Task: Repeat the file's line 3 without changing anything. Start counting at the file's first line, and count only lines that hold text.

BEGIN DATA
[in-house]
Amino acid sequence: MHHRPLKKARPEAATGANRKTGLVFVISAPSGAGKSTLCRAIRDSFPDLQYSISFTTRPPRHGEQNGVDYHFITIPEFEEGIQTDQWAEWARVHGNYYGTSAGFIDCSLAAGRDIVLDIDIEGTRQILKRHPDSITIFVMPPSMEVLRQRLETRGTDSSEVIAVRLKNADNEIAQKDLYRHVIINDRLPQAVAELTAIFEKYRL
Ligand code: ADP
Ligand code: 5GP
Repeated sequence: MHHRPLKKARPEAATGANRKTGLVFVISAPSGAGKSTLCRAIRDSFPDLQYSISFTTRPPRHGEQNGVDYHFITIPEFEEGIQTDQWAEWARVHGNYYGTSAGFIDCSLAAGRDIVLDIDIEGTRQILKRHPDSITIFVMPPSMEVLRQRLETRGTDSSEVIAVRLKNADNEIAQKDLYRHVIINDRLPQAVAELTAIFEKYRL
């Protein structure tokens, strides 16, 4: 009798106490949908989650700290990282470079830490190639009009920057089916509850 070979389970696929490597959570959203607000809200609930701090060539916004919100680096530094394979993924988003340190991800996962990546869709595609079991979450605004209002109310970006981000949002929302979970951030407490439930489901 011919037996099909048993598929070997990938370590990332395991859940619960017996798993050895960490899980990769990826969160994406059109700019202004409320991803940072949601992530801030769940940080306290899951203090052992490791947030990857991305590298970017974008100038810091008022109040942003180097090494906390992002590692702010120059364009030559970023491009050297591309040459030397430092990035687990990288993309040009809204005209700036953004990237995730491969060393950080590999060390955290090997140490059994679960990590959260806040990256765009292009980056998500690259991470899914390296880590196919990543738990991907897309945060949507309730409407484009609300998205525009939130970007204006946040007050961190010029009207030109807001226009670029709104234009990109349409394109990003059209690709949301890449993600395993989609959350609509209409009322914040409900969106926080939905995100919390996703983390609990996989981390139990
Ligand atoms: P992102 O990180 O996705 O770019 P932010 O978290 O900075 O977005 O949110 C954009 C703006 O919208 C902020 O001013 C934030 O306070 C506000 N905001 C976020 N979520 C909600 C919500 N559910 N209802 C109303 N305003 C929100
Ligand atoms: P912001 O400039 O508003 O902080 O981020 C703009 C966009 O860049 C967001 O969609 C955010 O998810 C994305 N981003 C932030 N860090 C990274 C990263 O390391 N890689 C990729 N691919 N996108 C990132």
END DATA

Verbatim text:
Ligand code: ADP